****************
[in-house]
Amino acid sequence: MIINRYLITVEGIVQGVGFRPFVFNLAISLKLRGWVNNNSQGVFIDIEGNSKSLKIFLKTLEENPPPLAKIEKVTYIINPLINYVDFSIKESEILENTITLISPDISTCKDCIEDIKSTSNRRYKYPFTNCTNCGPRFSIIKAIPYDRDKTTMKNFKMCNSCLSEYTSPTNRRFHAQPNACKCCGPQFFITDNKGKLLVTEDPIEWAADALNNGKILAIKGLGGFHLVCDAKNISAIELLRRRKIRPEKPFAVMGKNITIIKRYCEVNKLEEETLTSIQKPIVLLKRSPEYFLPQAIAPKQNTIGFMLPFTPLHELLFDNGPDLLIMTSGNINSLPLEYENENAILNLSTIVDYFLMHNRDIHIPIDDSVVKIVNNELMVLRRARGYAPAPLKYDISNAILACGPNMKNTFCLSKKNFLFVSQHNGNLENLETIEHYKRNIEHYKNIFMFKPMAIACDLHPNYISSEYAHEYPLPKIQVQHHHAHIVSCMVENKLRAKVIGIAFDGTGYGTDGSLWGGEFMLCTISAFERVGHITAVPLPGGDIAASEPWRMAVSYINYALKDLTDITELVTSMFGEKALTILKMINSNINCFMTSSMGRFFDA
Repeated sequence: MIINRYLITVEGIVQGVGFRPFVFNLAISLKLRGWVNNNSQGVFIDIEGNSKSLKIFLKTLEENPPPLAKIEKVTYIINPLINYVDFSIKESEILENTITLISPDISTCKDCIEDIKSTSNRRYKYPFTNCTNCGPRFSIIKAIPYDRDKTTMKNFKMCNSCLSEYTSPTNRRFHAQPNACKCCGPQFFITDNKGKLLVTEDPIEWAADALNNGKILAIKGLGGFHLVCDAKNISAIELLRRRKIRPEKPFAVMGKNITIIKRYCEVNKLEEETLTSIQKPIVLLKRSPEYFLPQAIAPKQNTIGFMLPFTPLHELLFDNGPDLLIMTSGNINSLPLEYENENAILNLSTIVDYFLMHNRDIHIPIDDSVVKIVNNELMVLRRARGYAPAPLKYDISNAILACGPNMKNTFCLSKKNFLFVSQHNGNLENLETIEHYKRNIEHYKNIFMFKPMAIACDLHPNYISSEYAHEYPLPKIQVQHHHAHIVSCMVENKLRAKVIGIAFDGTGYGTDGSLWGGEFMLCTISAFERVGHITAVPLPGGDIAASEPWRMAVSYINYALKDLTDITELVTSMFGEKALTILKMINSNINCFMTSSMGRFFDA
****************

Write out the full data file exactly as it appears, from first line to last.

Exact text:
[in-house]
Amino acid sequence: MIINRYLITVEGIVQGVGFRPFVFNLAISLKLRGWVNNNSQGVFIDIEGNSKSLKIFLKTLEENPPPLAKIEKVTYIINPLINYVDFSIKESEILENTITLISPDISTCKDCIEDIKSTSNRRYKYPFTNCTNCGPRFSIIKAIPYDRDKTTMKNFKMCNSCLSEYTSPTNRRFHAQPNACKCCGPQFFITDNKGKLLVTEDPIEWAADALNNGKILAIKGLGGFHLVCDAKNISAIELLRRRKIRPEKPFAVMGKNITIIKRYCEVNKLEEETLTSIQKPIVLLKRSPEYFLPQAIAPKQNTIGFMLPFTPLHELLFDNGPDLLIMTSGNINSLPLEYENENAILNLSTIVDYFLMHNRDIHIPIDDSVVKIVNNELMVLRRARGYAPAPLKYDISNAILACGPNMKNTFCLSKKNFLFVSQHNGNLENLETIEHYKRNIEHYKNIFMFKPMAIACDLHPNYISSEYAHEYPLPKIQVQHHHAHIVSCMVENKLRAKVIGIAFDGTGYGTDGSLWGGEFMLCTISAFERVGHITAVPLPGGDIAASEPWRMAVSYINYALKDLTDITELVTSMFGEKALTILKMINSNINCFMTSSMGRFFDA
Repeated sequence: MIINRYLITVEGIVQGVGFRPFVFNLAISLKLRGWVNNNSQGVFIDIEGNSKSLKIFLKTLEENPPPLAKIEKVTYIINPLINYVDFSIKESEILENTITLISPDISTCKDCIEDIKSTSNRRYKYPFTNCTNCGPRFSIIKAIPYDRDKTTMKNFKMCNSCLSEYTSPTNRRFHAQPNACKCCGPQFFITDNKGKLLVTEDPIEWAADALNNGKILAIKGLGGFHLVCDAKNISAIELLRRRKIRPEKPFAVMGKNITIIKRYCEVNKLEEETLTSIQKPIVLLKRSPEYFLPQAIAPKQNTIGFMLPFTPLHELLFDNGPDLLIMTSGNINSLPLEYENENAILNLSTIVDYFLMHNRDIHIPIDDSVVKIVNNELMVLRRARGYAPAPLKYDISNAILACGPNMKNTFCLSKKNFLFVSQHNGNLENLETIEHYKRNIEHYKNIFMFKPMAIACDLHPNYISSEYAHEYPLPKIQVQHHHAHIVSCMVENKLRAKVIGIAFDGTGYGTDGSLWGGEFMLCTISAFERVGHITAVPLPGGDIAASEPWRMAVSYINYALKDLTDITELVTSMFGEKALTILKMINSNINCFMTSSMGRFFDA